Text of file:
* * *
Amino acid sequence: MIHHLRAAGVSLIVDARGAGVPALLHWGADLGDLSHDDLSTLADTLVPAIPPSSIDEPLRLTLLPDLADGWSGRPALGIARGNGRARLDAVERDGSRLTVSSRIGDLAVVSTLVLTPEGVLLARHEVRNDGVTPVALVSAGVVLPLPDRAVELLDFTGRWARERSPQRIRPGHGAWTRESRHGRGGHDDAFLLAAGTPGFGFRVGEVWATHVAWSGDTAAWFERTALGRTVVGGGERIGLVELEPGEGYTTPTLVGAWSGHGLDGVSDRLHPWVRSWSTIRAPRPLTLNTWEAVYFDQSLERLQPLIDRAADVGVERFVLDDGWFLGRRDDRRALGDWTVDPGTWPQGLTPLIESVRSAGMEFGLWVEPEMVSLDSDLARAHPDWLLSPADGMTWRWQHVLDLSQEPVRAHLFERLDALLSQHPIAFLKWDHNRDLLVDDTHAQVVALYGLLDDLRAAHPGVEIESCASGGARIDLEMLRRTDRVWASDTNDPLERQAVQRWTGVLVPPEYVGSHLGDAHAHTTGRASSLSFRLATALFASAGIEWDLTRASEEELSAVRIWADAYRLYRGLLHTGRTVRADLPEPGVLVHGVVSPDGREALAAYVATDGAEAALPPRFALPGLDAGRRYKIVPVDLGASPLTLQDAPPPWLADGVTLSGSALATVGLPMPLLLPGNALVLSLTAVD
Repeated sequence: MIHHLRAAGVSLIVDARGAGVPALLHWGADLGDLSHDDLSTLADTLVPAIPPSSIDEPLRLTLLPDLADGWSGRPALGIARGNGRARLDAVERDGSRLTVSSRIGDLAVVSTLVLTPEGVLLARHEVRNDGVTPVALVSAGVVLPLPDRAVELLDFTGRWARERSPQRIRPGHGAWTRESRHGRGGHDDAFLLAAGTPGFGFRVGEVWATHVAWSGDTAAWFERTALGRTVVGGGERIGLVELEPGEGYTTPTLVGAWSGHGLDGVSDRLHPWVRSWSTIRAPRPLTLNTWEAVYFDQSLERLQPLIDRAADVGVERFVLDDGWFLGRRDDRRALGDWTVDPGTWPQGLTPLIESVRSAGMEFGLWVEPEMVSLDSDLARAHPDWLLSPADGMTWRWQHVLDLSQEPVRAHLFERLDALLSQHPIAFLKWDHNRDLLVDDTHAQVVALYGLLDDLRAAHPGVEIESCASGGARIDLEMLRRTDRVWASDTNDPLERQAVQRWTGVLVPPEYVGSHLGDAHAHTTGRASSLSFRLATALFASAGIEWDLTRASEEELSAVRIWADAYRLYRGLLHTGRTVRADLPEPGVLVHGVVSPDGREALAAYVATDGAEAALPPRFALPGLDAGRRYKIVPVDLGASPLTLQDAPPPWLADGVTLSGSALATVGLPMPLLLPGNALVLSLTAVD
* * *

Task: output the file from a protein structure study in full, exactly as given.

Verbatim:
Amino acid sequence: MIHHLRAAGVSLIVDARGAGVPALLHWGADLGDLSHDDLSTLADTLVPAIPPSSIDEPLRLTLLPDLADGWSGRPALGIARGNGRARLDAVERDGSRLTVSSRIGDLAVVSTLVLTPEGVLLARHEVRNDGVTPVALVSAGVVLPLPDRAVELLDFTGRWARERSPQRIRPGHGAWTRESRHGRGGHDDAFLLAAGTPGFGFRVGEVWATHVAWSGDTAAWFERTALGRTVVGGGERIGLVELEPGEGYTTPTLVGAWSGHGLDGVSDRLHPWVRSWSTIRAPRPLTLNTWEAVYFDQSLERLQPLIDRAADVGVERFVLDDGWFLGRRDDRRALGDWTVDPGTWPQGLTPLIESVRSAGMEFGLWVEPEMVSLDSDLARAHPDWLLSPADGMTWRWQHVLDLSQEPVRAHLFERLDALLSQHPIAFLKWDHNRDLLVDDTHAQVVALYGLLDDLRAAHPGVEIESCASGGARIDLEMLRRTDRVWASDTNDPLERQAVQRWTGVLVPPEYVGSHLGDAHAHTTGRASSLSFRLATALFASAGIEWDLTRASEEELSAVRIWADAYRLYRGLLHTGRTVRADLPEPGVLVHGVVSPDGREALAAYVATDGAEAALPPRFALPGLDAGRRYKIVPVDLGASPLTLQDAPPPWLADGVTLSGSALATVGLPMPLLLPGNALVLSLTAVD
Repeated sequence: MIHHLRAAGVSLIVDARGAGVPALLHWGADLGDLSHDDLSTLADTLVPAIPPSSIDEPLRLTLLPDLADGWSGRPALGIARGNGRARLDAVERDGSRLTVSSRIGDLAVVSTLVLTPEGVLLARHEVRNDGVTPVALVSAGVVLPLPDRAVELLDFTGRWARERSPQRIRPGHGAWTRESRHGRGGHDDAFLLAAGTPGFGFRVGEVWATHVAWSGDTAAWFERTALGRTVVGGGERIGLVELEPGEGYTTPTLVGAWSGHGLDGVSDRLHPWVRSWSTIRAPRPLTLNTWEAVYFDQSLERLQPLIDRAADVGVERFVLDDGWFLGRRDDRRALGDWTVDPGTWPQGLTPLIESVRSAGMEFGLWVEPEMVSLDSDLARAHPDWLLSPADGMTWRWQHVLDLSQEPVRAHLFERLDALLSQHPIAFLKWDHNRDLLVDDTHAQVVALYGLLDDLRAAHPGVEIESCASGGARIDLEMLRRTDRVWASDTNDPLERQAVQRWTGVLVPPEYVGSHLGDAHAHTTGRASSLSFRLATALFASAGIEWDLTRASEEELSAVRIWADAYRLYRGLLHTGRTVRADLPEPGVLVHGVVSPDGREALAAYVATDGAEAALPPRFALPGLDAGRRYKIVPVDLGASPLTLQDAPPPWLADGVTLSGSALATVGLPMPLLLPGNALVLSLTAVD